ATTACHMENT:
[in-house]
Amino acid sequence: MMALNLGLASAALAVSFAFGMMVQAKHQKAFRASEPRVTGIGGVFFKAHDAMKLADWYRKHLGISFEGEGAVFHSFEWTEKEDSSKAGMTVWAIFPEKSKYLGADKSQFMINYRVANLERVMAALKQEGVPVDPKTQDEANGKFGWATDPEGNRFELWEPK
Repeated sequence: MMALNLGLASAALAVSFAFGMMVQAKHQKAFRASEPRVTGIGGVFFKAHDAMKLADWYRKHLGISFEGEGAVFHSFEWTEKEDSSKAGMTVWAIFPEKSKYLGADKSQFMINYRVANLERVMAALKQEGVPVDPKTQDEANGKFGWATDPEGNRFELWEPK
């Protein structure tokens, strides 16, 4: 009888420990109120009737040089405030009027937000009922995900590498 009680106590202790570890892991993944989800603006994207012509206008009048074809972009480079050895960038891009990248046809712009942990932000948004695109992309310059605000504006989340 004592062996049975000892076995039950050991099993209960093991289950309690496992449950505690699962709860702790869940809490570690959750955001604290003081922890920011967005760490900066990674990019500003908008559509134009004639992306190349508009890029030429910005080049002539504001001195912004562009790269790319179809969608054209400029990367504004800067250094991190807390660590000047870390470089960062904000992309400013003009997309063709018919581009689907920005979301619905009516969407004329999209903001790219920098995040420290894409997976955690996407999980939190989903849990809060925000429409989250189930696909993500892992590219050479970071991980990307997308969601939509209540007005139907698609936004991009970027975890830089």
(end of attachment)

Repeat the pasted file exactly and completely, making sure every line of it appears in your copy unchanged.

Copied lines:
[in-house]
Amino acid sequence: MMALNLGLASAALAVSFAFGMMVQAKHQKAFRASEPRVTGIGGVFFKAHDAMKLADWYRKHLGISFEGEGAVFHSFEWTEKEDSSKAGMTVWAIFPEKSKYLGADKSQFMINYRVANLERVMAALKQEGVPVDPKTQDEANGKFGWATDPEGNRFELWEPK
Repeated sequence: MMALNLGLASAALAVSFAFGMMVQAKHQKAFRASEPRVTGIGGVFFKAHDAMKLADWYRKHLGISFEGEGAVFHSFEWTEKEDSSKAGMTVWAIFPEKSKYLGADKSQFMINYRVANLERVMAALKQEGVPVDPKTQDEANGKFGWATDPEGNRFELWEPK
């Protein structure tokens, strides 16, 4: 009888420990109120009737040089405030009027937000009922995900590498 009680106590202790570890892991993944989800603006994207012509206008009048074809972009480079050895960038891009990248046809712009942990932000948004695109992309310059605000504006989340 004592062996049975000892076995039950050991099993209960093991289950309690496992449950505690699962709860702790869940809490570690959750955001604290003081922890920011967005760490900066990674990019500003908008559509134009004639992306190349508009890029030429910005080049002539504001001195912004562009790269790319179809969608054209400029990367504004800067250094991190807390660590000047870390470089960062904000992309400013003009997309063709018919581009689907920005979301619905009516969407004329999209903001790219920098995040420290894409997976955690996407999980939190989903849990809060925000429409989250189930696909993500892992590219050479970071991980990307997308969601939509209540007005139907698609936004991009970027975890830089």